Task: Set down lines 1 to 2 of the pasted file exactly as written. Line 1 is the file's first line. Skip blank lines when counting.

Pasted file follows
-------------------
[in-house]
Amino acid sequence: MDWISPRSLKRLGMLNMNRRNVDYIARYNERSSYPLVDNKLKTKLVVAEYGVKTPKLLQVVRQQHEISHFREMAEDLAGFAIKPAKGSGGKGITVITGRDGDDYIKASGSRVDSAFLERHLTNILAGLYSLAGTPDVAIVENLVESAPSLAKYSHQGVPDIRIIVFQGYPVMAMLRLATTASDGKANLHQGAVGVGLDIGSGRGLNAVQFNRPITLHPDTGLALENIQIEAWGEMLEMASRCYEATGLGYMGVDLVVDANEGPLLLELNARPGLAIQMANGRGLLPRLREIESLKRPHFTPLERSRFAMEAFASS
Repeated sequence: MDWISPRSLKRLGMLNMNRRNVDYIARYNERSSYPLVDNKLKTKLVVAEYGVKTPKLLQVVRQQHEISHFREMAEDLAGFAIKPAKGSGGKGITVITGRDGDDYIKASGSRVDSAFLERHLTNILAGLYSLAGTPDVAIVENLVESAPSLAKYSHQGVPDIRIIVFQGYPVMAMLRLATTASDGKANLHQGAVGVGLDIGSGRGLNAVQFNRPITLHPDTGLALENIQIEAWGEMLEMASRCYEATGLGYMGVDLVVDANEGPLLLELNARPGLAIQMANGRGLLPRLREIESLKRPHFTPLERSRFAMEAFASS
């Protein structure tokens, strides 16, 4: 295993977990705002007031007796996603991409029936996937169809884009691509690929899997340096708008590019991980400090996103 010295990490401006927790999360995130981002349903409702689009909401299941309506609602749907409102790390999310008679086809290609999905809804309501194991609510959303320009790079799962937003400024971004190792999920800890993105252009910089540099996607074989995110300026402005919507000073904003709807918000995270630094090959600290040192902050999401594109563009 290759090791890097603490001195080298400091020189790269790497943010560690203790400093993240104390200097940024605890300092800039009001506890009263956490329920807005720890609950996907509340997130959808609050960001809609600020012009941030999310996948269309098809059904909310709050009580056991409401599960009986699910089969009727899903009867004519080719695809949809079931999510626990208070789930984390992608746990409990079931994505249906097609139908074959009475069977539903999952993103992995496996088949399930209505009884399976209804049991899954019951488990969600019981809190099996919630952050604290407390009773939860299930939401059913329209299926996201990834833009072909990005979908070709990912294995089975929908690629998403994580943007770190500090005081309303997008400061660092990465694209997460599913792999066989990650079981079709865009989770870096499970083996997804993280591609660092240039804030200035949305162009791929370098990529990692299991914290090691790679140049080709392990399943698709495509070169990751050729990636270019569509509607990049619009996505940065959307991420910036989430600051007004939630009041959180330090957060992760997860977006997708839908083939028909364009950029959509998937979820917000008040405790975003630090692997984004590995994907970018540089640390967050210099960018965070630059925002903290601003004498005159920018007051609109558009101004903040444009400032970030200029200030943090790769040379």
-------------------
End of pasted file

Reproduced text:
[in-house]
Amino acid sequence: MDWISPRSLKRLGMLNMNRRNVDYIARYNERSSYPLVDNKLKTKLVVAEYGVKTPKLLQVVRQQHEISHFREMAEDLAGFAIKPAKGSGGKGITVITGRDGDDYIKASGSRVDSAFLERHLTNILAGLYSLAGTPDVAIVENLVESAPSLAKYSHQGVPDIRIIVFQGYPVMAMLRLATTASDGKANLHQGAVGVGLDIGSGRGLNAVQFNRPITLHPDTGLALENIQIEAWGEMLEMASRCYEATGLGYMGVDLVVDANEGPLLLELNARPGLAIQMANGRGLLPRLREIESLKRPHFTPLERSRFAMEAFASS